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Black Children Often Mislabelled as Hyperactive in the United States
By Katherine Stapp
Inter Press Service

   
    NEW YORK, Apr 25 (IPS) - African American children, especially boys, are at increased risk for being diagnosed with a hyperactivity disorder and placed in special education, but lack the same access to treatment as their white counterparts.
 
 
  Behavioral disorders in children, and how they are treated, have come under increased scrutiny since it was revealed in February that the number of American children taking psychotropic drugs to control hyperactivity has skyrocketed in the nineties.
 
 
  The National Medical Association (NMA), a group of some 20,000 African American doctors, says hyperactivity disorders are being over-diagnosed in the black community, aggravating the concentration of minority children in special education classes.
 
 
  Attention Deficit Hyperactivity Disorder (ADHD) is not new, but it is a rapidly growing phenomenon, according to doctors, teachers and researchers, and currently affects some 3.5 million American children.
 
 
  By far the most popular drug to treat ADHD is methylphenidate, or Ritalin, whose use by children has spiked accordingly. Although Ritalin is a stimulant, it has a reverse effect on most hyperactive people, calming them and helping them to focus.
 
 
  The exact causes of ADHD are still unknown, but its symptoms include extreme restlessness, an inability to concentrate and hyperactivity. While this kind of behaviour is hardly unusual in children, taken to the extreme, it can land a child in special education classes, where he is often stigmatized as disabled, ''dumb'' or ''unmanageable''.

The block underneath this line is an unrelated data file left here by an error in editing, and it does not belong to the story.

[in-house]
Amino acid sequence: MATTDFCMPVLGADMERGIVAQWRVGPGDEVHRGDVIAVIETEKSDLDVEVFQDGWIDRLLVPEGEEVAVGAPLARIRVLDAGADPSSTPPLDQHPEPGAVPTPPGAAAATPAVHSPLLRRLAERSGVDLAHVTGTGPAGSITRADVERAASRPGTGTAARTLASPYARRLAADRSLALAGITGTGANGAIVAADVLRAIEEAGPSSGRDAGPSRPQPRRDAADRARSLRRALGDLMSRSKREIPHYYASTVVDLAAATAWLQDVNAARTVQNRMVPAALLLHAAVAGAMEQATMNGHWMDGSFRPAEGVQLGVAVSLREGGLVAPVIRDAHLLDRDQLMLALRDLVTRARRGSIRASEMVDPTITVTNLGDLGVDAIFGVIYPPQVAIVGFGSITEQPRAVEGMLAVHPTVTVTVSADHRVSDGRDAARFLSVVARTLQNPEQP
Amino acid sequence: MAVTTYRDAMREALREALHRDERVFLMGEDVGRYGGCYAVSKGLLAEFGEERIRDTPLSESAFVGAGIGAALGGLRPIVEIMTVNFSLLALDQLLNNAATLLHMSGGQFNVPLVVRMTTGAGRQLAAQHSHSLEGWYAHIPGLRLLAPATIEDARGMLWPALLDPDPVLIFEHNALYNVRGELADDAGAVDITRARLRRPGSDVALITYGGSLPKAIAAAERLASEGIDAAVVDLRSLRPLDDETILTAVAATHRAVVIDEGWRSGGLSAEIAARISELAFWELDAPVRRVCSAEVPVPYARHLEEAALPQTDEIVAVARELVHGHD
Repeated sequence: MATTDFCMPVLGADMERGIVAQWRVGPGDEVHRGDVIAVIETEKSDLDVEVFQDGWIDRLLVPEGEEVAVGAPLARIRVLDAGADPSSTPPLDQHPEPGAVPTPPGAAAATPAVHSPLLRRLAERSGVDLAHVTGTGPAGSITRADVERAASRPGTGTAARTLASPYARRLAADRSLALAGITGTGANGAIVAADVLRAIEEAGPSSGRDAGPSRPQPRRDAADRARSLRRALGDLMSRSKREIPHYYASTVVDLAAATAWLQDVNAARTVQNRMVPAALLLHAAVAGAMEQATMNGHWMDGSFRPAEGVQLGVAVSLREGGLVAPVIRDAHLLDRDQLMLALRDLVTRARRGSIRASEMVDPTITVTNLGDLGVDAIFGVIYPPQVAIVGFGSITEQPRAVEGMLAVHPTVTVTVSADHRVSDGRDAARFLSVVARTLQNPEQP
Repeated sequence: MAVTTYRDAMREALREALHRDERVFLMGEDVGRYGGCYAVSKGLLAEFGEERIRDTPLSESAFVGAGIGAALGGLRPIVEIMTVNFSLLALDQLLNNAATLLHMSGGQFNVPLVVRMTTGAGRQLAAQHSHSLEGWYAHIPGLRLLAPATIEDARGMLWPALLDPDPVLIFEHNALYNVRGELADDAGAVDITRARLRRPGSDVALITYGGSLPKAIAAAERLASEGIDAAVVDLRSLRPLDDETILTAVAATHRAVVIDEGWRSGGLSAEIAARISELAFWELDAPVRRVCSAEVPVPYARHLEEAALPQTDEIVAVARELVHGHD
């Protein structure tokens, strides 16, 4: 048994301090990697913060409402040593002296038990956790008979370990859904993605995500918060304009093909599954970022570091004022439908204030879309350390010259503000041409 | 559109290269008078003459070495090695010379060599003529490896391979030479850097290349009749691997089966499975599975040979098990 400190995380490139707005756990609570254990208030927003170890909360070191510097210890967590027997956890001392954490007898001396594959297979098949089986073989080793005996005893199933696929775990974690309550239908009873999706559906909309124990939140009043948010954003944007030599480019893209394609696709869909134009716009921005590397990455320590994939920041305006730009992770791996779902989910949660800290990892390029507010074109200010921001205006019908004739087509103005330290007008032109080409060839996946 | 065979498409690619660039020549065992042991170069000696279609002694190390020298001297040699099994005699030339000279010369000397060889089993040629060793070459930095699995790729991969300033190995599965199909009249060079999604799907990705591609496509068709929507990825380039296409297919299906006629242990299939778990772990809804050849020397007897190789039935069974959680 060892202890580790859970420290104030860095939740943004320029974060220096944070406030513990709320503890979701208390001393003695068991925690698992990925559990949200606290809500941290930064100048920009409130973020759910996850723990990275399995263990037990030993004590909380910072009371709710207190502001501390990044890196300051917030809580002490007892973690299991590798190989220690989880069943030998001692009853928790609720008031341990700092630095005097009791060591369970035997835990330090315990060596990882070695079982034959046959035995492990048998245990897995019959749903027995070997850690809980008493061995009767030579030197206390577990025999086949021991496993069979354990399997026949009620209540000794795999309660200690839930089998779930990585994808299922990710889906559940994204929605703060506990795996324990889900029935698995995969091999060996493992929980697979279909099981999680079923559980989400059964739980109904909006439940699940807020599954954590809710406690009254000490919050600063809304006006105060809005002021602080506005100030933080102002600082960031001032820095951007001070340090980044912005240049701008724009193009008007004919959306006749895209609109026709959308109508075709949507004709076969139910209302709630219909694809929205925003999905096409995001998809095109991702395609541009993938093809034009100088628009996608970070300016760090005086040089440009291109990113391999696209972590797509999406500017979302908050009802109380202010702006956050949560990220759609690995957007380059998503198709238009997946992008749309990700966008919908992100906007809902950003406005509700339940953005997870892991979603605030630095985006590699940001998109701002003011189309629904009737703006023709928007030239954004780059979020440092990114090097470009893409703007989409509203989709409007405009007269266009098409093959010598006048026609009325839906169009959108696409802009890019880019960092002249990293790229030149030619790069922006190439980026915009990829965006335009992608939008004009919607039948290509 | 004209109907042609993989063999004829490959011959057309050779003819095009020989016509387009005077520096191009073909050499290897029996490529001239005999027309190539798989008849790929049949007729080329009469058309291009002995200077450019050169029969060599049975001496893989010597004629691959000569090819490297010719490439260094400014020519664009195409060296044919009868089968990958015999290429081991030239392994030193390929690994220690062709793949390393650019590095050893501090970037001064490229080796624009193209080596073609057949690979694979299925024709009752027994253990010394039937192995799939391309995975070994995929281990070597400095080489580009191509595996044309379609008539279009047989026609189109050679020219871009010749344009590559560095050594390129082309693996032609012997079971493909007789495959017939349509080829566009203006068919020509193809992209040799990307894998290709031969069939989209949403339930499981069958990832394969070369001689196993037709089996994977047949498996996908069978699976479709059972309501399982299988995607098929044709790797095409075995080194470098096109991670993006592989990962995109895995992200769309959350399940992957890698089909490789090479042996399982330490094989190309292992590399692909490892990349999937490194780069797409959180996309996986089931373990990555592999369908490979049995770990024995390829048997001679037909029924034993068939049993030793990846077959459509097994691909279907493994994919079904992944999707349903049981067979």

''To our concern, black children are heavily over-represented in most systems as being at risk,'' says Rhonda Carlos Smith of the Washington DC-based Black Child Development Institute.
 
 
 ''Overcrowding creates a situation where teachers have a need to be in control much more and are not able to meet children's individual needs, ''she explains. ''We have found that black children were disproportionately referred to early intervention programmes because of speech and language delays. That raised some red flags for us.''
 
 
  Dr Janice Hutchinson, a child psychiatrist at the Psychiatric Institute of Washington, emphasized that ''all identified as hyperactivity is not ADHD.'' Depression, stress or abuse, for example, will often manifest as inattentiveness, she says.
 
 
  ''It's clear to me as a black female that there's a lot of fear about black males,'' Dr Hutchinson says. ''It does them a great, great disservice.''
 
 
  There is both a gender gap and a race gap in American schools. According to federal statistics, more than two-thirds of all special education students are male. And although African Americans make up about 12 percent of the US population, they comprise 28 percent of special education students.
 
 
  The 1998 annual report of the federal Office of Special Education Programs noted that between 1980 and 1990, black children were placed in special education at more than twice the rate of whites. Hispanics fared even worse, with a 53 percent increase -- compared to six percent for whites.
 
 
 ''It's kind of horrifying,'' says Kathleen Boundy, an attorney and co-director of the Center for Law and Education in Boston. ''For a long time, there has been a fear (in the black community) that Special Ed would become a dumping ground. There are issues of race and poverty interfacing.''
 
 
  Sharman Dennis, a member of the NMA and a former special education teacher in Washington DC, agrees. ''There are a large number of children in special education programmes that may not need to be there,'' she says. ''One problem is that they're not looking at the whole of the child. If you haven't had anything to eat since yesterday at lunchtime, you won't be able to focus.''